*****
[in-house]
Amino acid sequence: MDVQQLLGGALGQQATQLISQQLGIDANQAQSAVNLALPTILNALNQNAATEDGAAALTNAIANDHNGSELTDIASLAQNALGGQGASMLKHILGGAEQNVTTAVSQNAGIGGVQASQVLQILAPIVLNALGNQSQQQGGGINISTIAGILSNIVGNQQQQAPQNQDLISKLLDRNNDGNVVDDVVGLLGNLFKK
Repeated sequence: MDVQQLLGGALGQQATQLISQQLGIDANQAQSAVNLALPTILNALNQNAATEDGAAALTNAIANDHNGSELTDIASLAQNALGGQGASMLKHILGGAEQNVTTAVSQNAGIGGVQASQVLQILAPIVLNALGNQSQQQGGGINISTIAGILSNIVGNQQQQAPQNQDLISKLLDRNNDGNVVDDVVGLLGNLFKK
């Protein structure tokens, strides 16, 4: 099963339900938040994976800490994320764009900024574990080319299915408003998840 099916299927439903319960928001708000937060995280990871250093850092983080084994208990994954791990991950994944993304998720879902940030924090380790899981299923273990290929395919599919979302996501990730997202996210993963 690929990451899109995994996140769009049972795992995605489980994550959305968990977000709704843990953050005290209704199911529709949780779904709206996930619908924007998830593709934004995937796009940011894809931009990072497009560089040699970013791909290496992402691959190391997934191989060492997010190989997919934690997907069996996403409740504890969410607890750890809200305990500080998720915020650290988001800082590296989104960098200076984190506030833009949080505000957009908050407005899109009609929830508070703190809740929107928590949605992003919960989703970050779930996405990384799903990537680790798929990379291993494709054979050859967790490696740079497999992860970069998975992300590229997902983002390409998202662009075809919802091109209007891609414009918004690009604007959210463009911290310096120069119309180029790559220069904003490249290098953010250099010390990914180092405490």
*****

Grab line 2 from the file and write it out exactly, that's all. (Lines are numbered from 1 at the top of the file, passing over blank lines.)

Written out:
Amino acid sequence: MDVQQLLGGALGQQATQLISQQLGIDANQAQSAVNLALPTILNALNQNAATEDGAAALTNAIANDHNGSELTDIASLAQNALGGQGASMLKHILGGAEQNVTTAVSQNAGIGGVQASQVLQILAPIVLNALGNQSQQQGGGINISTIAGILSNIVGNQQQQAPQNQDLISKLLDRNNDGNVVDDVVGLLGNLFKK